The Freedom of Russia Legion (FRL Russian: Легион «Свобода России») is a pro-Ukrainian paramilitary consisting of Russian immigrants and ex-Russian soldiers fighting against the Putin regime. The FRL is an official unit of the International Legion of Territorial Defense of Ukraine and fights alongside the Ukrainian Military, as well as other paramilitary groups such as the Russian Volunteer Corps. Due to most FRL members having family still residing in Russia, the legion attempts to shroud itself in secrecy by hiding members' identities during interviews, refusing to disclose the number of soldiers fighting for them, and keeping quiet about their unit's activities. Despite their attempts to remain underground, the group has attracted media attention after participating in cross-border raids into Belgorod. Although the FRL does not disclose its current manpower, the legion was initially formed from a company of around 100 soldiers of the Russian Army who defected to Ukraine in February of 2022 (1).
History & Foundations
As aforementioned, the FRL was originally founded when a company of around 100 Russian Soldiers defected to Ukraine with the help of the Ukrainian Security Services on February 27th, 2022. The FRL would form a Telegram channel and hold a press conference announcing their formation in the months following their defection. In March of 2022, members of the newly formed FRL began training with Western equipment, such as the NLAW (Next-generation Light Anti-tank Weapon) and Stinger MANPADS (Man-portable Air Defence System) under the guidance of Ukrainian Armed Forces instructors (2). After holding their press conference in April, FRL members began operations in the Donbas region under the command of the Ukrainian Armed Forces (3).
The legion first saw action in the Bakhmut and Lysychansk regions, where they captured Russian armored assets and personnel. During this time, the FRL received an influx of applications to join their ranks. These applications came from various backgrounds, such as current Russian soldiers wishing to defect, captured Russian service members, and anti-war advocates living in Russia. Some of these applicants have been fighting against the Putin Regime since 2019, when they participated in the Moscow Protests. As the war developed and more ethnic Russian units began fighting for Ukraine, the FRL helped develop the Irpin Declaration, a political union with the goal of organizing the FRL, Russian Volunteer Corps, and National Republican Army towards a singular objective. However, the Russian Volunteer Corps denies signing the declaration, and the National Republican Army has never confirmed its involvement (4). Despite denying their participation in the Irpin Declaration, the Russian Volunteer Corps and the FRL still operate in conjunction with one another, most notably working side-by-side during operations in Belgorod.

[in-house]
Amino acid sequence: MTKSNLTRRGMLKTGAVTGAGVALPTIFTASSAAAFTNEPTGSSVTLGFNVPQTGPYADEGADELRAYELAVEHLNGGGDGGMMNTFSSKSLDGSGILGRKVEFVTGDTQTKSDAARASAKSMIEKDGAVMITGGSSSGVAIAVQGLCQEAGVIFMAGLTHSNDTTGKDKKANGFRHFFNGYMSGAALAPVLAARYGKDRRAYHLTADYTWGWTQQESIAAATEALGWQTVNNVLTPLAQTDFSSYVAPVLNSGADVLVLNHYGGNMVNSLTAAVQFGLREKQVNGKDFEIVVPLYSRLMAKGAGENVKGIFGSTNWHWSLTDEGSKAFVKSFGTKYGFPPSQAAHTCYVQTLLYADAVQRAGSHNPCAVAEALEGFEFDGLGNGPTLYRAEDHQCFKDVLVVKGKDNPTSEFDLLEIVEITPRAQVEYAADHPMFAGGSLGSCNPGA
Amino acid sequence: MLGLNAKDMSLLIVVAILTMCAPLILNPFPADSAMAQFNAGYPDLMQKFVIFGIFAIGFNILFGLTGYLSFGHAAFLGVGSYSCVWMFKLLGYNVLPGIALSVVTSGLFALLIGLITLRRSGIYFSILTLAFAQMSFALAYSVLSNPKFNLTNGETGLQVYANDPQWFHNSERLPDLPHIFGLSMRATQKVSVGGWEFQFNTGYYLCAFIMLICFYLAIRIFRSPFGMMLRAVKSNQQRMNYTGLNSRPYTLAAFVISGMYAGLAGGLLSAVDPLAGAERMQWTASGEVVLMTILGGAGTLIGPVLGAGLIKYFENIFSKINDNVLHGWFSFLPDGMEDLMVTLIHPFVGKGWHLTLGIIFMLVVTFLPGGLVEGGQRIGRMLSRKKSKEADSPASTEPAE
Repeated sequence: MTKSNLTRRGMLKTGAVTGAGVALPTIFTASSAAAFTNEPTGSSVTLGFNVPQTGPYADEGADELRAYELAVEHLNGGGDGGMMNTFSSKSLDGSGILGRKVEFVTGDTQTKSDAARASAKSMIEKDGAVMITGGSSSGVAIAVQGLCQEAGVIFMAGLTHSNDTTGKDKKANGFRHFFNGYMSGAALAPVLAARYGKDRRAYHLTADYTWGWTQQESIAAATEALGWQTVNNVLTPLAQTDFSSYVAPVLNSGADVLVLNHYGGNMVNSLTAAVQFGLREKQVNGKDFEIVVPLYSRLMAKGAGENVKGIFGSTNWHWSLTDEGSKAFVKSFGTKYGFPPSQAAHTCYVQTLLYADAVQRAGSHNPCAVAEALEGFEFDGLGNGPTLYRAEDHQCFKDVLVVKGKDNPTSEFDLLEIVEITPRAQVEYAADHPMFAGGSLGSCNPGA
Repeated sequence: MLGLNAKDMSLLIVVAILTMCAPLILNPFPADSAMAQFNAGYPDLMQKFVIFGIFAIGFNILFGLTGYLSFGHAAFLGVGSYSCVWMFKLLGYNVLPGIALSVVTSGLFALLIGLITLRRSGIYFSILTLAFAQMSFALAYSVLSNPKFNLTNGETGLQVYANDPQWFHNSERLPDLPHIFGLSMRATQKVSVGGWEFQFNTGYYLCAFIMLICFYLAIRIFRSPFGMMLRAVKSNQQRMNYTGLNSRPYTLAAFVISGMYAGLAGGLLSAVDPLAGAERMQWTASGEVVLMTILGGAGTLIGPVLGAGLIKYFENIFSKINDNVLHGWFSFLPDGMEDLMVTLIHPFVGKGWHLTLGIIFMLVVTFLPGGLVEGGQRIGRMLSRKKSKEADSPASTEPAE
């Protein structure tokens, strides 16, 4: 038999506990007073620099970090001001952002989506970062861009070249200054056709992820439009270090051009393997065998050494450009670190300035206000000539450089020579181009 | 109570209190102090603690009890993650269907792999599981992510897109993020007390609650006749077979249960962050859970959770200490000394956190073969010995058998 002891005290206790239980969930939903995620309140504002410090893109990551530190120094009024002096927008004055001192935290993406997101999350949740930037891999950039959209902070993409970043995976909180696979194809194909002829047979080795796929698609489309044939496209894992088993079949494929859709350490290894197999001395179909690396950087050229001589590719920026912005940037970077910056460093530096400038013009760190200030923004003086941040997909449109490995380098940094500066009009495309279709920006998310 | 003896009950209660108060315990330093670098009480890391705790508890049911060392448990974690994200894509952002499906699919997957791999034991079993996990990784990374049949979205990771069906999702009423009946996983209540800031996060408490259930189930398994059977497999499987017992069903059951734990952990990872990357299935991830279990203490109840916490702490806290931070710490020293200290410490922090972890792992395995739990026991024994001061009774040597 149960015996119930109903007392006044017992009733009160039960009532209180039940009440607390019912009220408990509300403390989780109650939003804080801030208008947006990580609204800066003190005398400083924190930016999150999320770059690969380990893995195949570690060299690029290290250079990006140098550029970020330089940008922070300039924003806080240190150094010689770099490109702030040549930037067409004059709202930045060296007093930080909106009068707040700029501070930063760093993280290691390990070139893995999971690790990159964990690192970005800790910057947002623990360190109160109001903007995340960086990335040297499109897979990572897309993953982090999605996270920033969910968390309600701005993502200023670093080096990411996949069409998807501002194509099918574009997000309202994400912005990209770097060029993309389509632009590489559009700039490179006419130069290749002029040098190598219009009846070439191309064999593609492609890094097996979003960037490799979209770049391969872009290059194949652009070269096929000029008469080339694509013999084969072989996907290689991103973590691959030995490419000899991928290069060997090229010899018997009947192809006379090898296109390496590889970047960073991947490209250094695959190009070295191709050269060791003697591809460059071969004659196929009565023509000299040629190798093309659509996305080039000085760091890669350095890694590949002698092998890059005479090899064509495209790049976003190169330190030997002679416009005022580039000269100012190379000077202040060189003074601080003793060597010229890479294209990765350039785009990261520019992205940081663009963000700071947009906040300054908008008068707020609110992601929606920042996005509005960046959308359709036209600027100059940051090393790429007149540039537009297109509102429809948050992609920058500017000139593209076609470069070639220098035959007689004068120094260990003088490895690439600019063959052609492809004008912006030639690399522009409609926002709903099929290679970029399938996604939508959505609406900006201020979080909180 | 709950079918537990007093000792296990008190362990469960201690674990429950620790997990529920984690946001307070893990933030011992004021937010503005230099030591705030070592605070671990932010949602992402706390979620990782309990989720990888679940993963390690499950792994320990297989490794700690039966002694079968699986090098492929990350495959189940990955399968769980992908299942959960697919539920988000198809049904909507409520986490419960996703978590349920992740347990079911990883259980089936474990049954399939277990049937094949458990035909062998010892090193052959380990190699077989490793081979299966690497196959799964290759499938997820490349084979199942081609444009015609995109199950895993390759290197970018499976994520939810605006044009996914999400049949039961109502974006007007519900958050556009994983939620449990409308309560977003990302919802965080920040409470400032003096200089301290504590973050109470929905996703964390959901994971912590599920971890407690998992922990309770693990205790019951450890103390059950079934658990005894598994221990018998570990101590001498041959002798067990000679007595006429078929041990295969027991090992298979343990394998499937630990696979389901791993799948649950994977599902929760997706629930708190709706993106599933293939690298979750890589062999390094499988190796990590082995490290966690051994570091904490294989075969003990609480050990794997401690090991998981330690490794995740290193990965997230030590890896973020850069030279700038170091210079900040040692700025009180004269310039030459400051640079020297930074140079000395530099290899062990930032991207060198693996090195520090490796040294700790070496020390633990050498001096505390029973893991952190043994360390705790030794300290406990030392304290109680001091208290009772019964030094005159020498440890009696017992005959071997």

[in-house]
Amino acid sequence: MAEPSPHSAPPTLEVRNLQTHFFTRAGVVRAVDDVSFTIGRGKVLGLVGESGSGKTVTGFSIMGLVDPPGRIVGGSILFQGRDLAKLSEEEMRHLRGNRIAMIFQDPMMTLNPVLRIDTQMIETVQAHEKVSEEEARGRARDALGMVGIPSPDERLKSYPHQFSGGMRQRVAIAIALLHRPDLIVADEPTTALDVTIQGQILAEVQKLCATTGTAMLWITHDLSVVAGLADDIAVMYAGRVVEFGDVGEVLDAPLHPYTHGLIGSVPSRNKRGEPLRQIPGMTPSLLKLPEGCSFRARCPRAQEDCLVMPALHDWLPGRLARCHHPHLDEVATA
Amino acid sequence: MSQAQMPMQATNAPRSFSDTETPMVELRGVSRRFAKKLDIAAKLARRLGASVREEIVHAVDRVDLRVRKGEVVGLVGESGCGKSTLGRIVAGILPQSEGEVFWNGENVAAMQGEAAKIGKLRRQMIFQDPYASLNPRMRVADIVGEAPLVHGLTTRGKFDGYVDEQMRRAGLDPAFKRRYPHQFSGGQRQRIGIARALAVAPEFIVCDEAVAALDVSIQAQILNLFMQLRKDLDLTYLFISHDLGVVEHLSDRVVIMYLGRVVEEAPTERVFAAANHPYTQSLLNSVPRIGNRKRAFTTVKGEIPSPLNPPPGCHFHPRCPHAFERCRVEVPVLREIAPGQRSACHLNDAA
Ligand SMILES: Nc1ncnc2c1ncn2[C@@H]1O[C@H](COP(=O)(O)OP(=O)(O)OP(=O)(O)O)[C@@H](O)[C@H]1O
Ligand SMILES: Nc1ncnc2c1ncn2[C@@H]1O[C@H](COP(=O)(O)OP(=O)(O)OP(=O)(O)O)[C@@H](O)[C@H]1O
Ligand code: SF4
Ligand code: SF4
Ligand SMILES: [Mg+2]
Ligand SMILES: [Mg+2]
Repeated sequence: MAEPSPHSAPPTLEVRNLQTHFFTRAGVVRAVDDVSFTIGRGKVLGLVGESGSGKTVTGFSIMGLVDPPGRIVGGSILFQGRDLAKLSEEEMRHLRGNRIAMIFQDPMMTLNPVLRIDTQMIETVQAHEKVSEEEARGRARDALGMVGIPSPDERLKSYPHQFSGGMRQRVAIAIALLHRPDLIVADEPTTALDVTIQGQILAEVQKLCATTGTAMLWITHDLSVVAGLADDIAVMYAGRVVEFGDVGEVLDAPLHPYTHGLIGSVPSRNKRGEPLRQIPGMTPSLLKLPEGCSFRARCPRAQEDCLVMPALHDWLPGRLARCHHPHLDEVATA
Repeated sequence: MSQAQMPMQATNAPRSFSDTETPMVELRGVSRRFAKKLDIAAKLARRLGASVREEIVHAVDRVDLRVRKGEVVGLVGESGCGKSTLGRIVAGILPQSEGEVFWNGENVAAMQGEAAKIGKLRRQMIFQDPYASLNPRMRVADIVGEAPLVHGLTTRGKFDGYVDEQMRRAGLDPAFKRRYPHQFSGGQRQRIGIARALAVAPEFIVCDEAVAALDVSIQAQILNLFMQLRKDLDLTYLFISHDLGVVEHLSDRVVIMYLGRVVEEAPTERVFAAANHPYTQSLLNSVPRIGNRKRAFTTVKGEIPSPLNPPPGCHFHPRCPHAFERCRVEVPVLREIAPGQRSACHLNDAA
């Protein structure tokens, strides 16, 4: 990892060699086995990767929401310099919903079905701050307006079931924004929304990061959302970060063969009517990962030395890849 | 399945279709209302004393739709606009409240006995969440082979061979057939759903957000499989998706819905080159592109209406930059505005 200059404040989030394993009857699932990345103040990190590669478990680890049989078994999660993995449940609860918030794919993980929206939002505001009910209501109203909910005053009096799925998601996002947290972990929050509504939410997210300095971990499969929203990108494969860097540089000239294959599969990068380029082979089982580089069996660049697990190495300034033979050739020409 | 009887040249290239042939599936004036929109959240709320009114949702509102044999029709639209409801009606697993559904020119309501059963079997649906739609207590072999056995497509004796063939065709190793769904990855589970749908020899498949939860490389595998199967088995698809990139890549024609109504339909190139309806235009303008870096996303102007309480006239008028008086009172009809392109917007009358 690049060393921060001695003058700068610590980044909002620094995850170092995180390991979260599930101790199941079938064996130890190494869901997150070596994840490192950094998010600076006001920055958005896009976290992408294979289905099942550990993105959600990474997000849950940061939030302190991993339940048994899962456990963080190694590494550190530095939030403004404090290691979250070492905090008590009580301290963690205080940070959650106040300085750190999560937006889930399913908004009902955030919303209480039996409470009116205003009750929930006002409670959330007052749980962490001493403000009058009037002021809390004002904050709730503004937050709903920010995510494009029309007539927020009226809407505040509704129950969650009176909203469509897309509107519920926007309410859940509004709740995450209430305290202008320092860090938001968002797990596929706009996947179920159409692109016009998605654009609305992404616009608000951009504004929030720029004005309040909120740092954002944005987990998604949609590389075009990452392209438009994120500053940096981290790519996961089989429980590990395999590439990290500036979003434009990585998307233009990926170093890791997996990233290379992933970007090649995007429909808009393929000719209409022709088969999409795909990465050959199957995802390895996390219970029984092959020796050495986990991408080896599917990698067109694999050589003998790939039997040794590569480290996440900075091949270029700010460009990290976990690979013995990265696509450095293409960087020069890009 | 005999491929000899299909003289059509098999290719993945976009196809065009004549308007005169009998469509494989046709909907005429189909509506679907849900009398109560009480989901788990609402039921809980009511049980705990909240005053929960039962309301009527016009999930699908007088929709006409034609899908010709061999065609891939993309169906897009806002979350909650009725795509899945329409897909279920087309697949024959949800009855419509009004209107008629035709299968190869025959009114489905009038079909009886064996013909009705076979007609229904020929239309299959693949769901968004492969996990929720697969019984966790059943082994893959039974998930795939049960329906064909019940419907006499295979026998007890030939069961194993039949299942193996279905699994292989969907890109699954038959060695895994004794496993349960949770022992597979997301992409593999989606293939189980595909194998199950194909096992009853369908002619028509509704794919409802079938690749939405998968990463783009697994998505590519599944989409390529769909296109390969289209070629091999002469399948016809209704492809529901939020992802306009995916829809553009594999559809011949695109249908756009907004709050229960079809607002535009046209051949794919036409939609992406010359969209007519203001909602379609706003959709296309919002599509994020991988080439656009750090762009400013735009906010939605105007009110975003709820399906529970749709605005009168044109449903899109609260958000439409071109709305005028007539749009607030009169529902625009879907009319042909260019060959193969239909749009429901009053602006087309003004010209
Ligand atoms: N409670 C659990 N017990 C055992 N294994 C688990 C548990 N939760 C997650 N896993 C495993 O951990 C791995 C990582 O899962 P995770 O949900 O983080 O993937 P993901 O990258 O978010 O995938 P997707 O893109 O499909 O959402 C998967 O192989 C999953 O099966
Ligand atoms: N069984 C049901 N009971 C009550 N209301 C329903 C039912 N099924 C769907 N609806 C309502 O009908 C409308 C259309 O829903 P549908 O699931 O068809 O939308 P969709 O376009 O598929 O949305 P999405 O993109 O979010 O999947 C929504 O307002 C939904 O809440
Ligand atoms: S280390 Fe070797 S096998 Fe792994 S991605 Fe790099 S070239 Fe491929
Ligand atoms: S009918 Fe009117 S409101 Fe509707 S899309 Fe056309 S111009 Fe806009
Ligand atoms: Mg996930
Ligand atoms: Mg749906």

Objectives & Ideology
The FRL view themselves as ‘true’ Russian patriots fighting to overthrow a repressive regime that has led their country into poverty and chaos. While the FRL uses symbols associated with the anti-war movement, such as the white-blue-white flag, the FRL is composed of individuals with various ideological backgrounds. While some have been a part of anti-Putin organizations for years, others were previously involved with Russian nationalist groups (such as the Russian Imperial Movement) and some Russian immigrants who have decided to defend their adopted nation. Despite their array of backgrounds, all have joined together to dismantle the current regime and establish what they plan to be a respected multicultural country ruled by democracy.
The FRL has grown significantly since initially forming with 100 members. Just months after announcing its creation, the legion claims it received as many as 300 applications in a single day. An accurate assessment of the legion's current manpower has yet to be released. However, Ukrainian officials have made statements saying the group has a few hundred members, and the FRL has claimed they have two fully manned battalions (5). If this statement from the FRL is accurate, it can be estimated that the legion has anywhere between 500 to 2000 members actively deployed for combat operations. These estimates do not include members participating in partisan actions within Russia itself.
Approach to Resistance
As a part of the Ukrainian International Legion, the FRL is involved in defensive and offensive operations against Russian military forces, utilizing a variety of equipment ranging from SALW (Small arms, Light weapons), commercial drones, mounted recoilless rifles, anti-drone guns, and civilian market vehicles (6). A message within the FRL's Telegram group chat can be seen here, reading the following in its description:
"Dear compatriots, we are publishing another photo report about the purchase of the equipment we need, made with your donations, and volunteer assistance to the Legion 'Freedom of Russia'. We are very grateful to you for your feasible material contribution to the liberation of Russia from tyranny.
We will justify your trust. The regime will be overthrown.
For Russia! For freedom!"
FRL forces were first seen deployed to the Bakhmut region around February of 2023, where they primarily operated defensive firing positions along the frontline. The combat FRL troops were involved in during this time was mainly stagnant and took the form of long-range engagements where the enemy could be over a mile away.